Is Trump able to pay? What occurs in the event that he does not? The following information pertains to Trump’s extensive civil judgments

Anjali Jain
Republican presidential candidate former President Donald Trump speaks at his Mar-a-Lago estate, Friday, Feb. 16, 2024, in Palm Beach, Fla.

— NEW YORK A verdict in the seven-figure, eight-figure, and now nine-figure ranges.
In the past nine months, Donald Trump has been struck with all three, with the $354 million penalty for New York business fraud levied against him on Friday being by far the most catastrophic.
Currently, he is obligated to pay civil judgments exceeding $440 million as he pursues the Republican nomination and readies himself for one or more criminal trials this year.

The aforementioned criminal charges have the potential to land him in a prison. Moreover, his civil cases, which are intensifying, are carrying an irreparable financial wallop.
Despite the individual’s self-proclaimed billionaire status, the sum of $440 million is a potentially insurmountable deficit. Is Trump financially capable of bearing the judgments? When is the due date for his payment? What occurs if he expressly declines or states that he is unable to do so?
The following describes what will occur next.


Trump may be unable to pay
Since Trump has notoriously refused to disclose his tax returns and his company is not publicly traded, his financial flow situation is shrouded in mystery.
Paying the judgments could wipe out his accounts, even if he has $440 million in cash on hand, which is highly improbable given that Trump has estimated his cash reserves to be around that amount.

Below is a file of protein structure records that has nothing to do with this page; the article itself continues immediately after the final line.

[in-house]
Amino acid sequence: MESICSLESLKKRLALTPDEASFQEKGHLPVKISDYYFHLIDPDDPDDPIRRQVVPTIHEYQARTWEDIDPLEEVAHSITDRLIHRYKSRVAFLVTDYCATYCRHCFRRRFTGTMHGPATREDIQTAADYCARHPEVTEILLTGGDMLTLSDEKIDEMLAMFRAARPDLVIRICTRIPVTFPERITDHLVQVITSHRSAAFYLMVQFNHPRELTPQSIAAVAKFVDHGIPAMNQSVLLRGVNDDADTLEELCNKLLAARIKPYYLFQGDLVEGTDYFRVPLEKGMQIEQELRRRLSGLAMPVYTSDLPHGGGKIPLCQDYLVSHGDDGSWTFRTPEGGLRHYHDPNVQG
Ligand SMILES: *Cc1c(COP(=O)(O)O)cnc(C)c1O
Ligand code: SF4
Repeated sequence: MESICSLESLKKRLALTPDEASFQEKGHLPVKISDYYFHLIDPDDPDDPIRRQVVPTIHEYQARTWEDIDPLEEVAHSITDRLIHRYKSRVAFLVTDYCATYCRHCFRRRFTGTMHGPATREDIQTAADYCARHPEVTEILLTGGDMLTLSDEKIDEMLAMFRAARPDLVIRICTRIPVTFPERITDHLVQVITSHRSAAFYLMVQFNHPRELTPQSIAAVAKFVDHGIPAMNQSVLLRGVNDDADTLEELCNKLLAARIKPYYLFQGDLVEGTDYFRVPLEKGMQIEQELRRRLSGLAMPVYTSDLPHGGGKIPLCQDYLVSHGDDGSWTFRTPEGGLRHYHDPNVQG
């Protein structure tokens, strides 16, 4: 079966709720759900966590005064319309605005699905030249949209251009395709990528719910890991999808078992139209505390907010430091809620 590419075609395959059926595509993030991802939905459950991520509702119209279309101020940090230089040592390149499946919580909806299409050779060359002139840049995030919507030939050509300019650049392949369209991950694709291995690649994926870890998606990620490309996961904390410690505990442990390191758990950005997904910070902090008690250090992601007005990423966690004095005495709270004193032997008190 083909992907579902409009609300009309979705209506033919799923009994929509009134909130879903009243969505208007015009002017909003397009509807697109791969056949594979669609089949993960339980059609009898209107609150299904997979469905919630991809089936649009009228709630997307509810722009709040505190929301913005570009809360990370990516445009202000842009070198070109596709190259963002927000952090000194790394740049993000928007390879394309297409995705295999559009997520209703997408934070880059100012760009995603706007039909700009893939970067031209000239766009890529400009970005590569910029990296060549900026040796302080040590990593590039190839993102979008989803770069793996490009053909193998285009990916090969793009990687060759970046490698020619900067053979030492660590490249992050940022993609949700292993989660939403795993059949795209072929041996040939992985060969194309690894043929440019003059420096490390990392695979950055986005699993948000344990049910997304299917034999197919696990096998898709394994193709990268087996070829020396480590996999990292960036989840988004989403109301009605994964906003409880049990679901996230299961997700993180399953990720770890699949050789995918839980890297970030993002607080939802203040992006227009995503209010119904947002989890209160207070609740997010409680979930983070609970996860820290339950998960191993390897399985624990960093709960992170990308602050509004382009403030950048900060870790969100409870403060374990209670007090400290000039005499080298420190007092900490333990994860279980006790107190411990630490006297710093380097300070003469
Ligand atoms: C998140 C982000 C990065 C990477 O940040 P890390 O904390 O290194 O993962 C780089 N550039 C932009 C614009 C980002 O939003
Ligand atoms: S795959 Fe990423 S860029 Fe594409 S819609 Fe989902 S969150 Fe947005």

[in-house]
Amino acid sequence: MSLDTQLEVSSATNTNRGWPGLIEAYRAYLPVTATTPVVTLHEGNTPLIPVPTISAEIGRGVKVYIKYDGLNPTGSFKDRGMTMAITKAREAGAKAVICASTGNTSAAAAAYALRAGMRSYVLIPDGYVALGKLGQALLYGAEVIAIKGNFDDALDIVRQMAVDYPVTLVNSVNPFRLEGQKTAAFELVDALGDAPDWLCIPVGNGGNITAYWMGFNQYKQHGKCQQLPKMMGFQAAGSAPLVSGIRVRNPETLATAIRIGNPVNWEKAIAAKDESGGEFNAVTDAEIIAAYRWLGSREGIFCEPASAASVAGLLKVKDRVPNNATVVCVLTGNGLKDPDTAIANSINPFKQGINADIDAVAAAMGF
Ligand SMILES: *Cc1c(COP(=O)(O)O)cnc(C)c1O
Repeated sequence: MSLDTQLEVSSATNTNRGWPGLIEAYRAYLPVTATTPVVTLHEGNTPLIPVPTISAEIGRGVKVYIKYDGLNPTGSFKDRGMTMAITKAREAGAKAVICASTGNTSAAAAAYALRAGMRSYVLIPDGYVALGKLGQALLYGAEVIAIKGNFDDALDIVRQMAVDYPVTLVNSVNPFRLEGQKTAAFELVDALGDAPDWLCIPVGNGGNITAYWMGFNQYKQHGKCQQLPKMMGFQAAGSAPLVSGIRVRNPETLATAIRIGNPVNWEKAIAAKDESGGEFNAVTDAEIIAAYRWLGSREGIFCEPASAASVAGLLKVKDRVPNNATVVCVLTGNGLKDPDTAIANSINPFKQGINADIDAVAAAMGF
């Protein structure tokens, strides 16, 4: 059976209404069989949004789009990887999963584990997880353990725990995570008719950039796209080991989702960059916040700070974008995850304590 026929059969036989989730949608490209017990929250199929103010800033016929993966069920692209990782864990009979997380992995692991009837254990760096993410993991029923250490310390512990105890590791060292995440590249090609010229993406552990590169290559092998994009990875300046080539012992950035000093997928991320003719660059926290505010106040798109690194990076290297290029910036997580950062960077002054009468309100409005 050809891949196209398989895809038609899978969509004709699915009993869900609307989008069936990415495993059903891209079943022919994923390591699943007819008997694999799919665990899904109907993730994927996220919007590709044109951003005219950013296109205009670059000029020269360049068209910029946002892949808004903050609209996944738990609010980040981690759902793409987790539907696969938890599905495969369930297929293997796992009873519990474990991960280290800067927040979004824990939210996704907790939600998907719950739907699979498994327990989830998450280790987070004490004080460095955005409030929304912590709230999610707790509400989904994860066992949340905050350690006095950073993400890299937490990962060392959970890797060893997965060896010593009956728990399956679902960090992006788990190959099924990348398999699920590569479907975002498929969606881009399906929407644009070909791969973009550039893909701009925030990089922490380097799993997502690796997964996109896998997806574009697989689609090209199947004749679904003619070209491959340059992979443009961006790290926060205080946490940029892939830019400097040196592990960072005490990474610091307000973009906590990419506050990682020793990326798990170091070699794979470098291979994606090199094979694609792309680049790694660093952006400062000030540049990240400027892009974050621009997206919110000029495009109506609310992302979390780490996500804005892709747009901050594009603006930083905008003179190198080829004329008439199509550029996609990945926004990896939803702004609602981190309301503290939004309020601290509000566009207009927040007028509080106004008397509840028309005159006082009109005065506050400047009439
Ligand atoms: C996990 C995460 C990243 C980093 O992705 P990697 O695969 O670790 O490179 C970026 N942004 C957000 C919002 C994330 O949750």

Last year, Trump stated in a deposition that he possessed cash on hand that was “significantly greater than” $400 million.
A $354.9 million penalty was imposed on Trump in a civil fraud case.
“We have over 400 employees, and that number is increasing significantly each month,” he said, adding, “Unfortunately, legal fees are my largest expense.”
However, the accuracy of that number remains uncertain. In fact, that deposition was a component of the litigation in which a judge determined Trump to have consistently overstated his wealth.
If he lacks sufficient liquid assets, would he be compelled to liquidate properties?
Trump would almost certainly be required to sell something, though property is not a prerequisite. Other assets or investments could be sold by him.


What proceeded with his non-payment?
If Trump is unable to post the required funds or obtain a surety in the civil fraud case currently pending in New York state court, the judgment would be executed without delay and a bailiff could commence the process of seizing Trump’s assets.
The regulations differ marginally in federal court, where Trump is liable to pay a $83.3 million judgment for defaming author E. Jean Carroll subsequent to her allegations of rape. (Another $5 million is owed to Carroll as a result of a separate judgment from the previous year.) Carroll was permitted to request post-judgment discovery in accordance with the authority of the trial’s presiding judge. The judge could compel Trump to provide his bank account records, garnish his wages, or levy liens through this procedure.
“I believe he will be required to make a payment. And obtaining a loan does not necessitate that he sell or place a security on anything; that is his concern, not ours. Last month, Carroll’s counsel Roberta Kaplan stated on CNN, “He is going to pay.”
“Assure him that he pays,” the judge will employ “judgment enforcement mechanisms,” according to Kaplan.
The judgments would force Trump to declare bankruptcy if he could not afford them.

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May Trump postpone payment through an appeal of the verdicts?
No. While appealing the verdicts, he is required to place funds in an escrow account with the court or post a surety in all three instances.
The civil fraud judgment, which Trump has declared his intention to appeal, establishes the court-determined amount that must be posted or bonded. Typically, an additional 120 to 125 percent of the judgment amount is set aside to accommodate post-judgment interest that accrues throughout the appeal process.